A new poll shows the push for the marriage amendment remains excruciatingly close and the fight over a voter ID measure is tightening.
Support for the marriage amendment is running a little behind and has lost support from a month ago, according to the newest sampling by Public Policy Polling, which shows that 46 percent of voters support the amendment and 49 percent are opposed.
Support for the amendment slipped 4 percent from last month. Constitutional amendments must surpass 50 percent of all ballots cast to be approved.
“We know that this race is neck and neck right now and will remain so,” said Kate Brickman, spokeswoman for Minnesotans United for All Families, the lead group opposing the measure. “Our campaign is focused on sparking conversations with Minnesotans about why marriage matters and why no one should be told it’s illegal to marry the person you love.”
Frank Schubert, campaign manager for Minnesota for Marriage, the lead group pushing the amendment, has said they remain confident they will win. In other states that have dealt with marriage amendments, the final polls dramatically under sampled amendment supporters when compared to final election results.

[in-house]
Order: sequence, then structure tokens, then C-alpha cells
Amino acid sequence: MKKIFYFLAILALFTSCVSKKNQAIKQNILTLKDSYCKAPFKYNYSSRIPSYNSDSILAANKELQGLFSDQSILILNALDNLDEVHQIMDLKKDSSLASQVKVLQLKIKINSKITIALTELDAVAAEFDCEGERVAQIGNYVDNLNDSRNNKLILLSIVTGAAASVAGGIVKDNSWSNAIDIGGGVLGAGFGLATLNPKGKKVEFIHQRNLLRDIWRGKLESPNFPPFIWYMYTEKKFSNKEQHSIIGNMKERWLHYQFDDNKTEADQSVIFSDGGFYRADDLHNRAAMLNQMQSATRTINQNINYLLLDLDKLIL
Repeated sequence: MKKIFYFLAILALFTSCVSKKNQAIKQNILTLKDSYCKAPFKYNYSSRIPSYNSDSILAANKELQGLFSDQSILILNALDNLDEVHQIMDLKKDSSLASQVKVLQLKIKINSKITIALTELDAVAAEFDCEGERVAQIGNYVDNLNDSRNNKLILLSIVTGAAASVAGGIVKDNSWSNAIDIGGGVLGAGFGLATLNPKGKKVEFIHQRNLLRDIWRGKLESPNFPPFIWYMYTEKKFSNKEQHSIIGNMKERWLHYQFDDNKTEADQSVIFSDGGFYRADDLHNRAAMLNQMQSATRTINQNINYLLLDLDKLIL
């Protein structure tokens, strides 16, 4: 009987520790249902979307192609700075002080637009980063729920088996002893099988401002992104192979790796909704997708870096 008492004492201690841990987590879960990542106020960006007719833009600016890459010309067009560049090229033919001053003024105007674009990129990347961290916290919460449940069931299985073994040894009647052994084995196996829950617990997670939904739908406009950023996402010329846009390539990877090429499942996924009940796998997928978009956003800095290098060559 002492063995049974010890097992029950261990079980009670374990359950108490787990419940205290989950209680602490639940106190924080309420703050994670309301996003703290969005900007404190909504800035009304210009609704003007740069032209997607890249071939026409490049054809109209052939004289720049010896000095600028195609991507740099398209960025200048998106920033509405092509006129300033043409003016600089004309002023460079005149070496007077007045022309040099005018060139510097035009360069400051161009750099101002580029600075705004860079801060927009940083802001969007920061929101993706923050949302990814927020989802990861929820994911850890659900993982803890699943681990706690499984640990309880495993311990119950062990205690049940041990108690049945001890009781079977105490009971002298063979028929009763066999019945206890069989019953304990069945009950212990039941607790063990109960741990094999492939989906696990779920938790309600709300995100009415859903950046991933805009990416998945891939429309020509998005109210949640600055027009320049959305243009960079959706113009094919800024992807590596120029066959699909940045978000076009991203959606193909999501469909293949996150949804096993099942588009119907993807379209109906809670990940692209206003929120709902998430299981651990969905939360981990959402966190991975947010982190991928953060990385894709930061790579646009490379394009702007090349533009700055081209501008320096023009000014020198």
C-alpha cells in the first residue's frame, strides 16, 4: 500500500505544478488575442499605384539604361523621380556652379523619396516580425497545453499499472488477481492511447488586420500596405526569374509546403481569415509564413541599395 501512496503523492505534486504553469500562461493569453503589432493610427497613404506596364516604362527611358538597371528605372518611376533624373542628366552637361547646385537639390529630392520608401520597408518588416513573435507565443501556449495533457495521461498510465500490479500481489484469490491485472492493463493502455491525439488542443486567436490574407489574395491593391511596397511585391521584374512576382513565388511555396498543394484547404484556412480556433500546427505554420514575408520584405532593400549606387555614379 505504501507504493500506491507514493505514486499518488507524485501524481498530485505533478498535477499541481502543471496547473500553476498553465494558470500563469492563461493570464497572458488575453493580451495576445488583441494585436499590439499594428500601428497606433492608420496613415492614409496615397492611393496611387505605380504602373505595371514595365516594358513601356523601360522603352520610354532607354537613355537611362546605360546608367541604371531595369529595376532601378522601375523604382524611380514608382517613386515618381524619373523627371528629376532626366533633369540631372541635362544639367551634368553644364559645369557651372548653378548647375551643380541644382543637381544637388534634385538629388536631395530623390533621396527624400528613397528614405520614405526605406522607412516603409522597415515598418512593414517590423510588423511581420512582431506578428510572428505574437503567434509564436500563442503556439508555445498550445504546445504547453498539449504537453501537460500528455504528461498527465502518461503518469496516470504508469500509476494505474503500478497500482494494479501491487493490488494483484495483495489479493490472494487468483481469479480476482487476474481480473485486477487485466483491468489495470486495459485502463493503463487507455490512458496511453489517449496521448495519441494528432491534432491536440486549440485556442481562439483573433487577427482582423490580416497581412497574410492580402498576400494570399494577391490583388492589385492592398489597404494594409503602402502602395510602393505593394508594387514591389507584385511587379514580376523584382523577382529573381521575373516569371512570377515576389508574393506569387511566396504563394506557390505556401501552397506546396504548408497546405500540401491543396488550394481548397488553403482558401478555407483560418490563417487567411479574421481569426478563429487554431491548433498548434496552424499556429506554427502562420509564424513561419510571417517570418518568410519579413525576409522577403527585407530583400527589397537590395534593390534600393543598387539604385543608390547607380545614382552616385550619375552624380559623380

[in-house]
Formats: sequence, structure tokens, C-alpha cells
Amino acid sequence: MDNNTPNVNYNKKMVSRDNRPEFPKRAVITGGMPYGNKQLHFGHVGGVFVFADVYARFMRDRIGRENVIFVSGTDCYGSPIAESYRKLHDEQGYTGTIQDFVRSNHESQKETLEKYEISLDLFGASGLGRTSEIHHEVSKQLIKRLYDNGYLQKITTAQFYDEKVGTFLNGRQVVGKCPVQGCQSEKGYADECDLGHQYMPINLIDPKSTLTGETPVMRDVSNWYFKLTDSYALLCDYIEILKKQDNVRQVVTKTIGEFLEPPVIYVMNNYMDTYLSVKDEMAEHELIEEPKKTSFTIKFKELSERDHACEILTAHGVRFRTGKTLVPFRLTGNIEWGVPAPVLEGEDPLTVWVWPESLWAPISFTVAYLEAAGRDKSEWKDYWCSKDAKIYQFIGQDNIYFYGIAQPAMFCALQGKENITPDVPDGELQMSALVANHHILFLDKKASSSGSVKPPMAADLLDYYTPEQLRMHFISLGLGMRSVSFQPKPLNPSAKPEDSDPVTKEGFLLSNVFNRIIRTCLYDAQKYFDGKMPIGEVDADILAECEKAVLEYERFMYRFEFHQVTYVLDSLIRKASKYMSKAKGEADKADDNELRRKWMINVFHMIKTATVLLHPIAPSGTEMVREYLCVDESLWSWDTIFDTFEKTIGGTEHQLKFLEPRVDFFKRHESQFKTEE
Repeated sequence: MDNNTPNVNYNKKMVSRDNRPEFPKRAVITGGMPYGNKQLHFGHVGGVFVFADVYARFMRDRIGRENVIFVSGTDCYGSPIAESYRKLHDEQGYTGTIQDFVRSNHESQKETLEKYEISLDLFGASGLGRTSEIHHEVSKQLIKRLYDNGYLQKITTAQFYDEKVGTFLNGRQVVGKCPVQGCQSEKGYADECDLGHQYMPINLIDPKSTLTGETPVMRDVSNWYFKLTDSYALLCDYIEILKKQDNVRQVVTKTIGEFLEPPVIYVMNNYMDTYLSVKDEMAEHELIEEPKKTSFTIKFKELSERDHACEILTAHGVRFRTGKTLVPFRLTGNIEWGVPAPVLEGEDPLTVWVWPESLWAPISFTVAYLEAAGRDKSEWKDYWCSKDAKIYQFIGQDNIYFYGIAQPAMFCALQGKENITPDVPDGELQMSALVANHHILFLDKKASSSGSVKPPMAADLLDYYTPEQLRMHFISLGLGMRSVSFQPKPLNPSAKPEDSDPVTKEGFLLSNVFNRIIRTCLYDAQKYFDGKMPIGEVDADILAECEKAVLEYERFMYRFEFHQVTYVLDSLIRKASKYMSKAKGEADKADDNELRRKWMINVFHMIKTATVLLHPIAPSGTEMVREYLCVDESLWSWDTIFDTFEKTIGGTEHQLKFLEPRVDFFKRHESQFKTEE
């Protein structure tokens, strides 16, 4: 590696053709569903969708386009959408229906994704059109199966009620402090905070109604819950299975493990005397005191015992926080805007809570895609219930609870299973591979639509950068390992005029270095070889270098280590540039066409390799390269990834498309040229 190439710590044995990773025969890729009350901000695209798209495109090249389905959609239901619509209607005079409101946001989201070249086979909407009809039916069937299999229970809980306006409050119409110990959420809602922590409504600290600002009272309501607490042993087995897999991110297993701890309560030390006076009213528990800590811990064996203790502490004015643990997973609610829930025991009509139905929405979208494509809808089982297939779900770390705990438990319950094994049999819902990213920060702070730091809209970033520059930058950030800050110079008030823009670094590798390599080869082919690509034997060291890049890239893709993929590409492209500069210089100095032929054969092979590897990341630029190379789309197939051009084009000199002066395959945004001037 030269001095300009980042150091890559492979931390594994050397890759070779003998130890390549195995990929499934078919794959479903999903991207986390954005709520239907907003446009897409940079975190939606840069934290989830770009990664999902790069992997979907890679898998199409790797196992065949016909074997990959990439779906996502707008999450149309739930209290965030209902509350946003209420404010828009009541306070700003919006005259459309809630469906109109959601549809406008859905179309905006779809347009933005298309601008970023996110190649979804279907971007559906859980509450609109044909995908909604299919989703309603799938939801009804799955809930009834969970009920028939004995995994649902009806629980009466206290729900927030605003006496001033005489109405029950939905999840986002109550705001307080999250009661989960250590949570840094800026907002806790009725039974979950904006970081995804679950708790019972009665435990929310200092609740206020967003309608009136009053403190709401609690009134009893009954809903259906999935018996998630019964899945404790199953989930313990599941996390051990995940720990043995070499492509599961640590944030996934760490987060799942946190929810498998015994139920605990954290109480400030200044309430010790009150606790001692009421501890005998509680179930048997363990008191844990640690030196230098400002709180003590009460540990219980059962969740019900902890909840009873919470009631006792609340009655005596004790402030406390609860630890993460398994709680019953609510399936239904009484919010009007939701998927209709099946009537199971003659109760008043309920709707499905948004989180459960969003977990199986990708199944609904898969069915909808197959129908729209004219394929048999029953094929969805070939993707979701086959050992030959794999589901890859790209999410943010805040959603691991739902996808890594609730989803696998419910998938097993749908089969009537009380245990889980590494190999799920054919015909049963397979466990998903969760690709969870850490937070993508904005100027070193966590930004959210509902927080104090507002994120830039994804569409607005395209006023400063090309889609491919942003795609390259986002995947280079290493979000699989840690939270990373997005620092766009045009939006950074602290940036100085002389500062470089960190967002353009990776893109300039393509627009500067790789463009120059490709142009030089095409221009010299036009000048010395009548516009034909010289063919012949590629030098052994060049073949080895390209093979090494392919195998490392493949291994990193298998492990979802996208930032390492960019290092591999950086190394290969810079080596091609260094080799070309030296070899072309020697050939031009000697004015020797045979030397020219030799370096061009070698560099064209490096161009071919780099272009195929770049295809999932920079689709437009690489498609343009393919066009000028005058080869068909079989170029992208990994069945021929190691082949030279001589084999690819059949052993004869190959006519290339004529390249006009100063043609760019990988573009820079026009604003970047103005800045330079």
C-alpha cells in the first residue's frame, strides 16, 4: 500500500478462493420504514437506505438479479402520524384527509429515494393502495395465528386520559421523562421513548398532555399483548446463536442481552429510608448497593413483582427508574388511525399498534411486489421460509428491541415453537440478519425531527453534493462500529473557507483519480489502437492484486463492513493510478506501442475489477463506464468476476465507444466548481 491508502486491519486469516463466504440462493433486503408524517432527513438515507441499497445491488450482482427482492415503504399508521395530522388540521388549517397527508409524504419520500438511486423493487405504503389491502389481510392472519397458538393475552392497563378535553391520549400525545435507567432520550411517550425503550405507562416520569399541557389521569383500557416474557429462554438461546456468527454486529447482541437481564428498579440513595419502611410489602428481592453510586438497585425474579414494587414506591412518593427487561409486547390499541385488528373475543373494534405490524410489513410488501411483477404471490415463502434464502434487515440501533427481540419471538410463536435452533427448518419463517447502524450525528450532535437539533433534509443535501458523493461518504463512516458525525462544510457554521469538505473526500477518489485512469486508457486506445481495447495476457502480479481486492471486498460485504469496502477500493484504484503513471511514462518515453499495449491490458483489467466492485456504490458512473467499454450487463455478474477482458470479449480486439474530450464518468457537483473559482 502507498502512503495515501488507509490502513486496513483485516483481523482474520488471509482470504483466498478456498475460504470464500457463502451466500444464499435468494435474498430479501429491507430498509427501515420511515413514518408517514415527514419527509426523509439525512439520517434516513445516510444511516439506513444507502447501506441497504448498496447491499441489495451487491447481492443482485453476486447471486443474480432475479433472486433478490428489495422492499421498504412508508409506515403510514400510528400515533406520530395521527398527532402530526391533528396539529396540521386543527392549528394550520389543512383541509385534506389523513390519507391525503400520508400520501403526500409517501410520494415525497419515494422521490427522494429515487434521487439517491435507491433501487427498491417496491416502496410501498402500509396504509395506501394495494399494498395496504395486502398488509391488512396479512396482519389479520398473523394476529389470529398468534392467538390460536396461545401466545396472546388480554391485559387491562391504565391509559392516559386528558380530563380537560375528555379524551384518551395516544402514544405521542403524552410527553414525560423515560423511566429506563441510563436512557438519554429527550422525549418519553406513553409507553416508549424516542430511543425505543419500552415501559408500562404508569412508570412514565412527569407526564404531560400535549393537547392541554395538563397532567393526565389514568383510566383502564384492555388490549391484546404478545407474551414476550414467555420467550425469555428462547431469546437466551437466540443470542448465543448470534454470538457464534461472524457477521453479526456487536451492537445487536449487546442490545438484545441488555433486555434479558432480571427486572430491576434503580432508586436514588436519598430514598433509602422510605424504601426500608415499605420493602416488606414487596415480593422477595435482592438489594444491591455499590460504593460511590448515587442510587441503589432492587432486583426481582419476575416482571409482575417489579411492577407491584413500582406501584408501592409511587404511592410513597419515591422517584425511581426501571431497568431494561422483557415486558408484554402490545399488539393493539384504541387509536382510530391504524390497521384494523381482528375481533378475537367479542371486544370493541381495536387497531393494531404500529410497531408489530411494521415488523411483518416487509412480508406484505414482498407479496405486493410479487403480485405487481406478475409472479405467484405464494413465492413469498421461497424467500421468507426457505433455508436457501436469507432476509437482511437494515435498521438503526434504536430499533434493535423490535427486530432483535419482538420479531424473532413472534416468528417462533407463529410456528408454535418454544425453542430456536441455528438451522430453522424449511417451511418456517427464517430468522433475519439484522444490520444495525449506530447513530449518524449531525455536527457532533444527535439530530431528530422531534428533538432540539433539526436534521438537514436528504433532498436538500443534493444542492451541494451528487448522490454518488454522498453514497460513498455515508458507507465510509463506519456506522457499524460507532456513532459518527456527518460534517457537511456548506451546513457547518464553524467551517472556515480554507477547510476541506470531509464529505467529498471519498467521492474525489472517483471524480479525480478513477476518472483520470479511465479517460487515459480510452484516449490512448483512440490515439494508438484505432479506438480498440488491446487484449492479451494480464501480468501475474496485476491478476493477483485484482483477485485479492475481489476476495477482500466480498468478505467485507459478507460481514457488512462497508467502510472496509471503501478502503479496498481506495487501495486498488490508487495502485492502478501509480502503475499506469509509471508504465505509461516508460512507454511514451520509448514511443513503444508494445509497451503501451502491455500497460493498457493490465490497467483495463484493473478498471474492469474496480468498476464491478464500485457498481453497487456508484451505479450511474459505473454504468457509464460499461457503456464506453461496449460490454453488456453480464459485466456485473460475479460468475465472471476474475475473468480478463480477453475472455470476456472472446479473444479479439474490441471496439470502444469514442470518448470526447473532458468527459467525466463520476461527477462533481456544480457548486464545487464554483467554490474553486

"Every time the voters get a chance to vote on marriage, they affirm marriage as between one man and one woman," said Chuck Darrell, Minnesota for Marriage spokesman. "We have a lot of work ahead of us, but we expect Minnesota to be the 32nd" state to adopt the measure.
The new poll found the greatest movement among independent voters, who now oppose the measure 52 to 42. A month ago, the results were nearly flipped, with 51 percent in favor and 42 percent against.
Women oppose the measure 51 percent to 43 percent in favor. Fully 49 percent of men are prepared to vote no compared to 47 who support the amendment.
The strongest opposition comes from young people, who say they plan to vote against the amendment 53 percent to 38 percent.
On Nov. 6, Minnesota voters will be asked whether to approve an amendment that would add language into the constitution defining marriage as union between a man and a woman.
Minnesota law already forbids same-sex marriage, but supporters argue it is necessary to prevent judges and politicians from changing the law without giving voters the final decision.
The fight over the voter ID amendment is getting tighter.
Fully 51 percent of Minnesotans support the measure and 43 percent of likely voters are opposed.
That's a big change from June, when 58 percent of voters said they support it and 34 percent were opposed.
Opposition is strengthening among Democrats, where 71 percent are opposed. Support among independents is sagging, though they still support it 52 percent to 41 percent. That's down a good deal from a month ago, when support was 62 percent to 33 percent.
"This fight may end up a lot closer than people initially expected," according to the polling company.
Public Policy Polling surveyed 937 likely Minnesota voters from Oct. 5 to 8. The margin of error is plus or minus 3.2 percent.